Catholic Contextual urban Theology, Mimetic Theory, Contemplative Prayer. And other random ramblings.

Friday, 8 January 2016

Sermon at Parish Mass St John the Evangelist 2015

Exodus 33.7-11a
1 John 1
John 21.19b-25

St John the Evangelist normally draws a bit of a short straw. The fourth Gospel bears his name, but unlike Matthew, Mark and Luke, he doesn’t have a year of his own to read through him Sunday by Sunday. Instead we only hear extracts here and there. And his feast day, two days after Christmas, tends to get a bit overlooked. So it’s good that this year he falls on a Sunday and we can give him some attention.
John’s Gospel is distinctively different from the other three. As we heard on Christmas Day, he begins his story not with biographical details about Jesus but with grand theology and deep cosmic meaning: in the beginning was the Word, and the Word was God, and the Word became flesh and dwelt among us.
So from the beginning of his Gospel John announces one of his grand themes: union with God in Jesus Christ. Jesus says, “the Father and I are one”, and he has become human so that human beings can come to share in that same Divine life. 
And this union with God is founded in love: the love of God made visible in Jesus Christ. It is to John that we owe the best known verse in the whole Bible: “God so loved the world that he gave his only Son, so that whoever believes in him should not perish but have eternal life”.
We enter into that life, we come to dwell in the love of God, by being disciples of Jesus. By believing him, loving him, following him. He, in his person, is the Way to the Father, the Truth and the Life. It is in a living relationship with our living Lord that we come to know God and enter eternal life.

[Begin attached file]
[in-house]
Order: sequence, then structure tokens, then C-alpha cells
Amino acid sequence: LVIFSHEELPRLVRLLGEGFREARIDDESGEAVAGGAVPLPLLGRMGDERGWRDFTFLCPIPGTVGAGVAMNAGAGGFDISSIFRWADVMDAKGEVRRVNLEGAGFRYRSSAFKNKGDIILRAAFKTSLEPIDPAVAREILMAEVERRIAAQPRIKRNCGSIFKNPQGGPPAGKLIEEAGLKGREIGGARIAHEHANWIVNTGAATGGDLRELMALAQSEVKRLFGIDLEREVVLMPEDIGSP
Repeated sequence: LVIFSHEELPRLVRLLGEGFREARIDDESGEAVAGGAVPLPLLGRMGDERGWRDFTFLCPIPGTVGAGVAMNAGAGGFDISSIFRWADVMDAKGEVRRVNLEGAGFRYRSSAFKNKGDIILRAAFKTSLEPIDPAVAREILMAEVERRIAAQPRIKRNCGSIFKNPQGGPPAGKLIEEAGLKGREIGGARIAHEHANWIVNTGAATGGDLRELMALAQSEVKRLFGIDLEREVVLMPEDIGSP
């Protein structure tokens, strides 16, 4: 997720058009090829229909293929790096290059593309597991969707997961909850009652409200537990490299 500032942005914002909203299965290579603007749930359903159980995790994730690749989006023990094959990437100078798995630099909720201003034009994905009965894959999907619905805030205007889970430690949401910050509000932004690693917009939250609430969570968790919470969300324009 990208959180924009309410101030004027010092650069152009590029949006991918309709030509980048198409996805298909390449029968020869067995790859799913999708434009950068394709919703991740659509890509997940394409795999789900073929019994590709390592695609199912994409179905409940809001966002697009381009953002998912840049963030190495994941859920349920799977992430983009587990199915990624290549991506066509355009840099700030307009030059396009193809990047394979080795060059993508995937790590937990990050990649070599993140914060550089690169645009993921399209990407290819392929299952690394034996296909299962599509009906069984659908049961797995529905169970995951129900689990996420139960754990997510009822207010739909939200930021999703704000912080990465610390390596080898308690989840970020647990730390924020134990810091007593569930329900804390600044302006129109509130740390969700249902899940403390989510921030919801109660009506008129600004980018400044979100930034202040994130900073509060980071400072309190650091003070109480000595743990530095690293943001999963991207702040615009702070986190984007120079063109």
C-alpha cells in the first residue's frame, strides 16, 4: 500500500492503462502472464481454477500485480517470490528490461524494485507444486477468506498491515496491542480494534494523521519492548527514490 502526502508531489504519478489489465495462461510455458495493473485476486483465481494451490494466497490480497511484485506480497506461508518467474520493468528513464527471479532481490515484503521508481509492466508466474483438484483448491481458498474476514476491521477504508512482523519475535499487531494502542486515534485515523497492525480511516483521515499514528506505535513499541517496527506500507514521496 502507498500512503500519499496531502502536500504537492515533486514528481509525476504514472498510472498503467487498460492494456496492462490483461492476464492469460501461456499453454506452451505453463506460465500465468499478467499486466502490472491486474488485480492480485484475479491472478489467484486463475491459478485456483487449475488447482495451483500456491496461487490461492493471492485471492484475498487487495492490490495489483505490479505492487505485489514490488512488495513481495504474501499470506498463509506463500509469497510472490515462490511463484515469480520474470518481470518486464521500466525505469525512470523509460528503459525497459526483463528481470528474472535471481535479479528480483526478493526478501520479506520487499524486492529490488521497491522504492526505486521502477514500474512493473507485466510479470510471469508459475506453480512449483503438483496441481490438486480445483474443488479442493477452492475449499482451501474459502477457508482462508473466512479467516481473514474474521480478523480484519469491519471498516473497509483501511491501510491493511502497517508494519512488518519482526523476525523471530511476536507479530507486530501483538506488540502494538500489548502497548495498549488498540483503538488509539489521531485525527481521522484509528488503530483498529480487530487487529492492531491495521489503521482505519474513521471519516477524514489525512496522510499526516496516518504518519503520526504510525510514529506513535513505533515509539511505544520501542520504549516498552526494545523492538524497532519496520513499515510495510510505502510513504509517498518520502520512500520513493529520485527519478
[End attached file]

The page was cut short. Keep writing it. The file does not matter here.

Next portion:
Of course, John does turn to the details of Jesus’ life, and they are important. If we are to become children of God then the love of God must be really rooted in this real world, in the actual human life of Jesus of Nazareth. “What was from the beginning”, as the first letter of John says, is also “what we have heard, what we have seen with our eyes, what we have looked at and touched with our hands.”
And this is offered to all. John is clear that anyone can become a disciple and enter into the life of God in Jesus. He depicts a community of disciples that is very egalitarian: what matters is the love you have for Jesus, not any status or authority you may have. When authority is given it is authority to serve, exemplified by the washing of feet at the last supper, an episode that only John recounts. The promise of the Spirit, who will lead the disciples into all truth, the living water welling up in the heart of each, is made equally to all.
John includes among the disciples not only women, in a very patriarchal society, but also non-Jews such as Samaritans and Greeks, and all are called equally into the life of God in Jesus.
This is not to say that John discounts the need for authority in the church altogether. But authority is always given to serve. It is John who tells us about Peter’s threefold confession of love after the resurrection, and Jesus’ command to him to feed his sheep and tend his flock. But what matters for Peter is not any status he might claim but the question that Jesus asks him, “do you love me?”